Granada

 

Granada, home of the Alhambra and much more

Granada is one of few cities with two areas declared as World Heritage sites by UNESCO, those being the Alhambra and the Albaicín neighbourhood.

  • The Alhambra, was the palatial headquarters of the Nasrid dynasty, which ruled the last, but rich Muslim kingdom in al-Andalus from the 13th to the end of the 15th Century, that of Granada. It has many mythical parts such as the Mexuar, the Myrtle tree Courtyard with the Hall of Ambassadors behind and the Lions Courtyard. The emperor Charles V enriched it with a Renaissance palace, which now serves as two museums, one of Spanish-Muslim art and the other a Fine Arts museum. The Alcazaba, which garrisoned the troops, and the Generalife gardens on the adjoining hill combine to make up a wonderful monument.
  • Across the River Darro the Albaicín rises to a privileged viewpoint next to the Church of Saint Nicholas, opposite and facing the Alhambra. It was the pre-Roman site of Iliberris which later developed into Madina Garnata, with its Alcazaba Qadima or old palace fortress. Conserved Muslim buildings can be found within the medieval layout of its streets, such as the Arab baths situated next to the river, wells, Moorish houses, and as in other parts of the city, the idyllic cármenes or houses with gardens. Beside the Albaicín is Sacromonte with its famous cave houses where you can enjoy flamenco. It owes its name to the supposed discovery of several saintly relics and inscribed lead books, presenting us with an interesting story.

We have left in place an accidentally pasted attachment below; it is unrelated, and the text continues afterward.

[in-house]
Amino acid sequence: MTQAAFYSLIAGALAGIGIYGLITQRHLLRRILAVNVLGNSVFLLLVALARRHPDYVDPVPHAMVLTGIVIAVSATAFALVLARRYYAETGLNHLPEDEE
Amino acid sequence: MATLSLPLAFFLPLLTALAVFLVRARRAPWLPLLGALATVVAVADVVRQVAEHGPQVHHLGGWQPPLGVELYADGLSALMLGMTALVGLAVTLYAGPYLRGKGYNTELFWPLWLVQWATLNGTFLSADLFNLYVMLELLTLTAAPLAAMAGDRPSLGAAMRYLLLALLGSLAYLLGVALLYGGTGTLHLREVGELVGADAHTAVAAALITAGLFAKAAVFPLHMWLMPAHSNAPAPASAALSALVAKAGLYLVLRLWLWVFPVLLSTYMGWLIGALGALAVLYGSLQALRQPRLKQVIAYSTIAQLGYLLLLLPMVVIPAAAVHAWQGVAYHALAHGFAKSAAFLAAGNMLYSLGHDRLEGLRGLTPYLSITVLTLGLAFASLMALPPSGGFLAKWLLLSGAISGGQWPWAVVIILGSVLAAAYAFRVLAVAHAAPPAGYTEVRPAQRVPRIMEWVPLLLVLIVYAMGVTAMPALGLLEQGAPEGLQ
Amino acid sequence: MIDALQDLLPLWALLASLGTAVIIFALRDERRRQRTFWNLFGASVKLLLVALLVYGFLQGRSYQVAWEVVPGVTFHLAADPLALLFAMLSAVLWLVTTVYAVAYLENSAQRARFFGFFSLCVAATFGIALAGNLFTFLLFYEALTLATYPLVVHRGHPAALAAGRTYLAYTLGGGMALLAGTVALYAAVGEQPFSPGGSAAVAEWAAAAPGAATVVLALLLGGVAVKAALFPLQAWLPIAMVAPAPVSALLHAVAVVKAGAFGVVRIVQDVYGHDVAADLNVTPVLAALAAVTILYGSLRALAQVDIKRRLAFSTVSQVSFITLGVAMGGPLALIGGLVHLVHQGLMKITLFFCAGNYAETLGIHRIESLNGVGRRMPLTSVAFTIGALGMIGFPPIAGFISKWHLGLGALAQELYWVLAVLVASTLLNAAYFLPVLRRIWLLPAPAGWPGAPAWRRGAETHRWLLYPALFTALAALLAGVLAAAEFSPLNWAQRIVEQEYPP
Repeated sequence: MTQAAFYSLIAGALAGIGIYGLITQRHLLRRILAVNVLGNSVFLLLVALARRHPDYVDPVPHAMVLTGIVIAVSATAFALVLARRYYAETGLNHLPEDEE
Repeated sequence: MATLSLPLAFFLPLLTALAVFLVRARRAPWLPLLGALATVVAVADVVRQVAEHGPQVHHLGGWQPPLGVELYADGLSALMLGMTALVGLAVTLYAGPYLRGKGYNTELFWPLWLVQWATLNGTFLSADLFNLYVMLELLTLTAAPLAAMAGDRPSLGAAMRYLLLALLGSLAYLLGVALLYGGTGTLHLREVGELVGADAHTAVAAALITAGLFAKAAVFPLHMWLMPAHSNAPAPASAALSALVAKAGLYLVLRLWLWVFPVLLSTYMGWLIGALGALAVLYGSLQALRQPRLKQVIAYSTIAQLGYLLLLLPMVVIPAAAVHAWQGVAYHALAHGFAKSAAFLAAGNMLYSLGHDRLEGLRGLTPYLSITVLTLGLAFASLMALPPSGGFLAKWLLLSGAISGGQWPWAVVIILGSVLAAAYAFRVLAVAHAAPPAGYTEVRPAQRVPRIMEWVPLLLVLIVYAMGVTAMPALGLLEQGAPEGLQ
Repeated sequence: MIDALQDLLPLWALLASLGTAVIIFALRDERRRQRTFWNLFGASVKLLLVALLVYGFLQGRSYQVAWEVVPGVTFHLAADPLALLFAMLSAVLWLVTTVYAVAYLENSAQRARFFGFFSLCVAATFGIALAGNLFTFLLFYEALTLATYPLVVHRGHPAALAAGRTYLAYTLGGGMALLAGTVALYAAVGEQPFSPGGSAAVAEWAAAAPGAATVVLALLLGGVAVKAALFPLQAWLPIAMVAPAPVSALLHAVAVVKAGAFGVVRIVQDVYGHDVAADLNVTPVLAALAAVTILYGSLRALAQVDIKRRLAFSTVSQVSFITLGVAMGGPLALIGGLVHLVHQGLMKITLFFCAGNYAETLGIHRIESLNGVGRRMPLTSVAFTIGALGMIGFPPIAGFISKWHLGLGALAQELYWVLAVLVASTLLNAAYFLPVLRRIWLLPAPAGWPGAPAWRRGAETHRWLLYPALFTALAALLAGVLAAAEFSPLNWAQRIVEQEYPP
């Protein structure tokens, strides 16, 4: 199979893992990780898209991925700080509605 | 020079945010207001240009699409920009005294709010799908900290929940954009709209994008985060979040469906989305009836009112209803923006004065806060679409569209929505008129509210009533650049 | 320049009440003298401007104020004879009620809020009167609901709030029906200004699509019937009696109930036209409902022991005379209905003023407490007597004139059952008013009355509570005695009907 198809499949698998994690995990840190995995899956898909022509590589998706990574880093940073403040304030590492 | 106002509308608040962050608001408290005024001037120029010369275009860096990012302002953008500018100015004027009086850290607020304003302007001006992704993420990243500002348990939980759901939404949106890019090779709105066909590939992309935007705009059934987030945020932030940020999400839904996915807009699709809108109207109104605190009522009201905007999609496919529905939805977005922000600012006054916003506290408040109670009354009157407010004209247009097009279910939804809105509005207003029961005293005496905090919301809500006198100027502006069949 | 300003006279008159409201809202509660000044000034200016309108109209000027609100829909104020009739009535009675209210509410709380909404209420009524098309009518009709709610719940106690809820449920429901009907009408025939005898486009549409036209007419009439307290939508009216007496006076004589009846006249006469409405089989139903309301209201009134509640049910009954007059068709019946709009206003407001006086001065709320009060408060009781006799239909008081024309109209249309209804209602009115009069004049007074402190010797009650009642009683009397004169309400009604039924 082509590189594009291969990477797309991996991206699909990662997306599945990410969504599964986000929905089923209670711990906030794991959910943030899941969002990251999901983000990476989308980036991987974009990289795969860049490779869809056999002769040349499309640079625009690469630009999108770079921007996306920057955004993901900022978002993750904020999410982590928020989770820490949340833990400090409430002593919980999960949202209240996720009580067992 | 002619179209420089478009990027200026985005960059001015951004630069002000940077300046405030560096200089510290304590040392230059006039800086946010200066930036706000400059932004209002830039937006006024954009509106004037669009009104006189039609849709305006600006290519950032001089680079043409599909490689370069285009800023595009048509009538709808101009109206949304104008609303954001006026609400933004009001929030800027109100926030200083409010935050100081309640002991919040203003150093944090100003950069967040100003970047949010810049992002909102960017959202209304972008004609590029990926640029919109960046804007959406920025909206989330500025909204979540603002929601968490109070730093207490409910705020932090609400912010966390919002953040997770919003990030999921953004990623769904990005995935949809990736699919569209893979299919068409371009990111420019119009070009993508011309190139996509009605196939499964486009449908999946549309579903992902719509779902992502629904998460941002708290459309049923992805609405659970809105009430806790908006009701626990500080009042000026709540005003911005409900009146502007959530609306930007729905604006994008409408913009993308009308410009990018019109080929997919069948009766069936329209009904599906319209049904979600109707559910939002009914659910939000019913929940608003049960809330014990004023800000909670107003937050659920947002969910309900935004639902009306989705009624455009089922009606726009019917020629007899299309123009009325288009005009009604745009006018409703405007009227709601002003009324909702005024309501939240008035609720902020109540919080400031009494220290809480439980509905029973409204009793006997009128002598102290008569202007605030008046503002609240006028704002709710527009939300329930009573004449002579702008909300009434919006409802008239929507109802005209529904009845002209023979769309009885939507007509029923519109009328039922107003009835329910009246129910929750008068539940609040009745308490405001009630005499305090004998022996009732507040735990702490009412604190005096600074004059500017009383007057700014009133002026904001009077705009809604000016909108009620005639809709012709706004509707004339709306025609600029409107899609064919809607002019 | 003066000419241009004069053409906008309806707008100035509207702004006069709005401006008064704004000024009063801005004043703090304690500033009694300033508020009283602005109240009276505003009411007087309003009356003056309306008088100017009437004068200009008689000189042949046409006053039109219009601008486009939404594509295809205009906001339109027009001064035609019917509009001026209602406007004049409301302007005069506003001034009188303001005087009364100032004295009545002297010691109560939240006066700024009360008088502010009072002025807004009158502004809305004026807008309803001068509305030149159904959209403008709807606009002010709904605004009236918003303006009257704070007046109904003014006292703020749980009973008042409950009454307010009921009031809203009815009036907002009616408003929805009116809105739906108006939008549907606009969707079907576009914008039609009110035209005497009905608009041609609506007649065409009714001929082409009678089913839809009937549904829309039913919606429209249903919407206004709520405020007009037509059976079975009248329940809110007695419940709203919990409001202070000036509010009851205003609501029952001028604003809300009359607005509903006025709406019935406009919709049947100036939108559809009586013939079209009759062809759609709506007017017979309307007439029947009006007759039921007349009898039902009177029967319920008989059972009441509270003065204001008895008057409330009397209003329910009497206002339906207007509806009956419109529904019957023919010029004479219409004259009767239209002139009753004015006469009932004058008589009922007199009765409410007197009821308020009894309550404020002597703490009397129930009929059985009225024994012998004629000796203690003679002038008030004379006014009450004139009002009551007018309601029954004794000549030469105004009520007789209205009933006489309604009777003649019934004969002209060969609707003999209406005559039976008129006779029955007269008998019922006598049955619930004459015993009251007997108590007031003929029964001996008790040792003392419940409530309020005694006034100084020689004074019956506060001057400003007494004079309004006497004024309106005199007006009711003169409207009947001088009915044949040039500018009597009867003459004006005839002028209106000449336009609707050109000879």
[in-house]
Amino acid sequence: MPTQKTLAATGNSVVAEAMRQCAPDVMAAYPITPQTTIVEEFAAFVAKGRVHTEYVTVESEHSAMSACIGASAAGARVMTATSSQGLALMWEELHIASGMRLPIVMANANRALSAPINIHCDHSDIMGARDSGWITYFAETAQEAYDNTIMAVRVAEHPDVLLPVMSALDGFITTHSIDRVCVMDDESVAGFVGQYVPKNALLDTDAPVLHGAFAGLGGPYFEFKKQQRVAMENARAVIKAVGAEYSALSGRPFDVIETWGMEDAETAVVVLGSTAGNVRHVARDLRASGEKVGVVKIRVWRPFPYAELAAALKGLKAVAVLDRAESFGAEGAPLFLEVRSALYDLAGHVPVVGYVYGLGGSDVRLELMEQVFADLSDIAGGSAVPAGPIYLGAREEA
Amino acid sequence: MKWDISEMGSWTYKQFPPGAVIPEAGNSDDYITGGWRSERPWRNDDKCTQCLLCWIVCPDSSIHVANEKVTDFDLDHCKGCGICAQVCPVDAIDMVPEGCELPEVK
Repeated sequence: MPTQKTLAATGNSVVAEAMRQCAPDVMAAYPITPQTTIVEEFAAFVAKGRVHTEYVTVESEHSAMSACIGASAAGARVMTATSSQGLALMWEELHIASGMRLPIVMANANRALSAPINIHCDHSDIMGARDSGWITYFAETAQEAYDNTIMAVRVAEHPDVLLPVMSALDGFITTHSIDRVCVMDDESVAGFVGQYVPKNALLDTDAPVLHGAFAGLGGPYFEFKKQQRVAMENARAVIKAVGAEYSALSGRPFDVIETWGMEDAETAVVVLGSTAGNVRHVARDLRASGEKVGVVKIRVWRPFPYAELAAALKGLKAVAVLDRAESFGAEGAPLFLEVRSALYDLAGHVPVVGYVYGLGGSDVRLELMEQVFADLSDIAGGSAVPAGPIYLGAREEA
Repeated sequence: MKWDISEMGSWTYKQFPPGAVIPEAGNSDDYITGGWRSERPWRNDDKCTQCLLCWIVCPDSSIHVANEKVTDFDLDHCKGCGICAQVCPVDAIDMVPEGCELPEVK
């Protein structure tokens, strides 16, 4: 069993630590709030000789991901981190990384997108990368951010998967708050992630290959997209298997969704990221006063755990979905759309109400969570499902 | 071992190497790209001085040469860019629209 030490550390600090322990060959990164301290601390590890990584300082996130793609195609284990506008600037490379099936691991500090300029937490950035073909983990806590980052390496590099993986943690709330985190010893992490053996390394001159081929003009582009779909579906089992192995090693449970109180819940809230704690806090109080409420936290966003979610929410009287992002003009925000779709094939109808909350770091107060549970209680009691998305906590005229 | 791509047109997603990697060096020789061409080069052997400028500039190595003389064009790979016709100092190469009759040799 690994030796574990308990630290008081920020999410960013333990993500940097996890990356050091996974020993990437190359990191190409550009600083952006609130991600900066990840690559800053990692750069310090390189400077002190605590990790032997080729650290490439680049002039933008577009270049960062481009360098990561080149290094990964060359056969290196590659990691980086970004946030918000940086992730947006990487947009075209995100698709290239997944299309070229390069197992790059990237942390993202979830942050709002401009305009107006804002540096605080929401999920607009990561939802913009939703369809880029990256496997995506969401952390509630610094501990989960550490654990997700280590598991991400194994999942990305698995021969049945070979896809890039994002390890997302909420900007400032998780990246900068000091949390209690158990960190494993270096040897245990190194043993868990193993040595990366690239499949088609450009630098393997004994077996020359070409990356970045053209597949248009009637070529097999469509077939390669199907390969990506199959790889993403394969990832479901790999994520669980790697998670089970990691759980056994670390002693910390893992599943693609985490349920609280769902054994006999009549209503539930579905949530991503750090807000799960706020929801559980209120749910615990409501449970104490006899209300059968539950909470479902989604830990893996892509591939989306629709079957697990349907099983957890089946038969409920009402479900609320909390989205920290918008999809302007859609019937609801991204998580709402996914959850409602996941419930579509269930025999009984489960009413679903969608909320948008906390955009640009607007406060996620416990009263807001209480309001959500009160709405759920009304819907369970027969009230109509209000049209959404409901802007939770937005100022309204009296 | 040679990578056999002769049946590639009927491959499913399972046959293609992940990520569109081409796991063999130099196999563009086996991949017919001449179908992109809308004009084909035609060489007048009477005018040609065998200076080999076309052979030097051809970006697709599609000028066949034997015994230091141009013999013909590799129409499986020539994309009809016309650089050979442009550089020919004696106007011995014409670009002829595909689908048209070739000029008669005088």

• The huge Cathedral with its Gothic floor and Renaissance elevation stands at the foot of the Albaicín, on the flat ground which leads to the fertile plains of Granada. Within its five naves and many chapels a large number of artworks are displayed including Baroque sculptures by Pedro de Mena and paintings by Alonso Cano. Attached to the Cathedral is the Royal Chapel which was created at the same time. Built to be the Pantheon of the Spanish royal dynasty, it houses the opulent graves of the Catholic Monarchs, their daughter Joanna the Mad and Philip the Handsome. Noteworthy amongst the treasure donated by the monarchs is a magnificent collection of Flemish paintings, with work by Hans Memling and Roger Van der Weyden and even a Renaissance panel by Botticelli. Close by are the remains of the Islamic Madrasa or Koranic school and the old funduq called the Coalyard or Alcaiceria, although this is a reconstruction.
  • There are many other places to visit in Granada such as the Carthusian Monastery, begun in Plateresque style in the 16th Century but with notable Baroque work as building continued until the 19th Century.